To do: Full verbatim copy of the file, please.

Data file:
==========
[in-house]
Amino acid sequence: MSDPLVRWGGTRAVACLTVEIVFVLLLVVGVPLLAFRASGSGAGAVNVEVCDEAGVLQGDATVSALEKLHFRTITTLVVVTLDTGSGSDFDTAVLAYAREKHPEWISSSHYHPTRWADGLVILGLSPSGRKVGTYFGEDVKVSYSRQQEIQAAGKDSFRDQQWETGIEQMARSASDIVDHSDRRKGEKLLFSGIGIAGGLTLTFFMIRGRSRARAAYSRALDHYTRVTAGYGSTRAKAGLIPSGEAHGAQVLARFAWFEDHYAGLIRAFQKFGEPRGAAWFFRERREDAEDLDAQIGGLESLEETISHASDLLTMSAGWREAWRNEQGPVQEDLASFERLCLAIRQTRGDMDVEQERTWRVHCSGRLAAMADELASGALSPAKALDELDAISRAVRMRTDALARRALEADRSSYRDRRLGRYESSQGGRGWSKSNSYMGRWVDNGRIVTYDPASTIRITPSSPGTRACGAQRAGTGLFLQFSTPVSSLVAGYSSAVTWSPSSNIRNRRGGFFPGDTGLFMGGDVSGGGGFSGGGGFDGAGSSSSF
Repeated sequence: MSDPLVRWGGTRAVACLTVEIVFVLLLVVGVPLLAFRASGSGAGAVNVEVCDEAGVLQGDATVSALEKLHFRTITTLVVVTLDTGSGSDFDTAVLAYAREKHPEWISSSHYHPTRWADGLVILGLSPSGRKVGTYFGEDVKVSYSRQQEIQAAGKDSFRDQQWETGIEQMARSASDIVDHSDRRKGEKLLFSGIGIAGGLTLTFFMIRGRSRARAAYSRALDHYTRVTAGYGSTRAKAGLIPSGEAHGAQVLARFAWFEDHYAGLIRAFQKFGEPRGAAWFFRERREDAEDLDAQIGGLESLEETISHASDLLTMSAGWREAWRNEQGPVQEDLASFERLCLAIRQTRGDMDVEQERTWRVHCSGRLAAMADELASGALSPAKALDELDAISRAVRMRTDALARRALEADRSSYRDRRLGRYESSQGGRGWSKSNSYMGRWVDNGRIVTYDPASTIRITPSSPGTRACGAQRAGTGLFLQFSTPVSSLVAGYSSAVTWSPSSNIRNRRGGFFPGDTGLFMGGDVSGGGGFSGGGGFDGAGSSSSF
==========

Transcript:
[in-house]
Amino acid sequence: MSDPLVRWGGTRAVACLTVEIVFVLLLVVGVPLLAFRASGSGAGAVNVEVCDEAGVLQGDATVSALEKLHFRTITTLVVVTLDTGSGSDFDTAVLAYAREKHPEWISSSHYHPTRWADGLVILGLSPSGRKVGTYFGEDVKVSYSRQQEIQAAGKDSFRDQQWETGIEQMARSASDIVDHSDRRKGEKLLFSGIGIAGGLTLTFFMIRGRSRARAAYSRALDHYTRVTAGYGSTRAKAGLIPSGEAHGAQVLARFAWFEDHYAGLIRAFQKFGEPRGAAWFFRERREDAEDLDAQIGGLESLEETISHASDLLTMSAGWREAWRNEQGPVQEDLASFERLCLAIRQTRGDMDVEQERTWRVHCSGRLAAMADELASGALSPAKALDELDAISRAVRMRTDALARRALEADRSSYRDRRLGRYESSQGGRGWSKSNSYMGRWVDNGRIVTYDPASTIRITPSSPGTRACGAQRAGTGLFLQFSTPVSSLVAGYSSAVTWSPSSNIRNRRGGFFPGDTGLFMGGDVSGGGGFSGGGGFDGAGSSSSF
Repeated sequence: MSDPLVRWGGTRAVACLTVEIVFVLLLVVGVPLLAFRASGSGAGAVNVEVCDEAGVLQGDATVSALEKLHFRTITTLVVVTLDTGSGSDFDTAVLAYAREKHPEWISSSHYHPTRWADGLVILGLSPSGRKVGTYFGEDVKVSYSRQQEIQAAGKDSFRDQQWETGIEQMARSASDIVDHSDRRKGEKLLFSGIGIAGGLTLTFFMIRGRSRARAAYSRALDHYTRVTAGYGSTRAKAGLIPSGEAHGAQVLARFAWFEDHYAGLIRAFQKFGEPRGAAWFFRERREDAEDLDAQIGGLESLEETISHASDLLTMSAGWREAWRNEQGPVQEDLASFERLCLAIRQTRGDMDVEQERTWRVHCSGRLAAMADELASGALSPAKALDELDAISRAVRMRTDALARRALEADRSSYRDRRLGRYESSQGGRGWSKSNSYMGRWVDNGRIVTYDPASTIRITPSSPGTRACGAQRAGTGLFLQFSTPVSSLVAGYSSAVTWSPSSNIRNRRGGFFPGDTGLFMGGDVSGGGGFSGGGGFDGAGSSSSF